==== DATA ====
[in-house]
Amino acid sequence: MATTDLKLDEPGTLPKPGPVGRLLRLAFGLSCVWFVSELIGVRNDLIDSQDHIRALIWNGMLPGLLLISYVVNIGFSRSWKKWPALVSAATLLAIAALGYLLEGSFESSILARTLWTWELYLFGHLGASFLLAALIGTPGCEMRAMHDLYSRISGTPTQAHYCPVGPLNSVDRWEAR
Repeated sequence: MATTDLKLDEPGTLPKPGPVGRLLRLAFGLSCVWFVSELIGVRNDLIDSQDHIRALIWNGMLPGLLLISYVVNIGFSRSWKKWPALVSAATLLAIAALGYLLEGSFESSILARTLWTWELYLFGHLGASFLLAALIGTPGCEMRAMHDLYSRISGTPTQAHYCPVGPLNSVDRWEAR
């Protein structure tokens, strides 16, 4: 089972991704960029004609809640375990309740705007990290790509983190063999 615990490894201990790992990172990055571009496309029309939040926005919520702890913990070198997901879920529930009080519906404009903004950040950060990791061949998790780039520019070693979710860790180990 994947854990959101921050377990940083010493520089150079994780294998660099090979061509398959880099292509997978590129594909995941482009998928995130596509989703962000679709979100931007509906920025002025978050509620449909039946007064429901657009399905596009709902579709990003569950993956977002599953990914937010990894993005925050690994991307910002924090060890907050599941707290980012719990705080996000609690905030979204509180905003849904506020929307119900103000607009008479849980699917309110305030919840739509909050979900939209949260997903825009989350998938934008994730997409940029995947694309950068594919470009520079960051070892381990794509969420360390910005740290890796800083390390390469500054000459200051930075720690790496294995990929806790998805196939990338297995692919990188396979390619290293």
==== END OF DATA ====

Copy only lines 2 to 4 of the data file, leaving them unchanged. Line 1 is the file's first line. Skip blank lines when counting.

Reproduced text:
Amino acid sequence: MATTDLKLDEPGTLPKPGPVGRLLRLAFGLSCVWFVSELIGVRNDLIDSQDHIRALIWNGMLPGLLLISYVVNIGFSRSWKKWPALVSAATLLAIAALGYLLEGSFESSILARTLWTWELYLFGHLGASFLLAALIGTPGCEMRAMHDLYSRISGTPTQAHYCPVGPLNSVDRWEAR
Repeated sequence: MATTDLKLDEPGTLPKPGPVGRLLRLAFGLSCVWFVSELIGVRNDLIDSQDHIRALIWNGMLPGLLLISYVVNIGFSRSWKKWPALVSAATLLAIAALGYLLEGSFESSILARTLWTWELYLFGHLGASFLLAALIGTPGCEMRAMHDLYSRISGTPTQAHYCPVGPLNSVDRWEAR
């Protein structure tokens, strides 16, 4: 089972991704960029004609809640375990309740705007990290790509983190063999 615990490894201990790992990172990055571009496309029309939040926005919520702890913990070198997901879920529930009080519906404009903004950040950060990791061949998790780039520019070693979710860790180990 994947854990959101921050377990940083010493520089150079994780294998660099090979061509398959880099292509997978590129594909995941482009998928995130596509989703962000679709979100931007509906920025002025978050509620449909039946007064429901657009399905596009709902579709990003569950993956977002599953990914937010990894993005925050690994991307910002924090060890907050599941707290980012719990705080996000609690905030979204509180905003849904506020929307119900103000607009008479849980699917309110305030919840739509909050979900939209949260997903825009989350998938934008994730997409940029995947694309950068594919470009520079960051070892381990794509969420360390910005740290890796800083390390390469500054000459200051930075720690790496294995990929806790998805196939990338297995692919990188396979390619290293």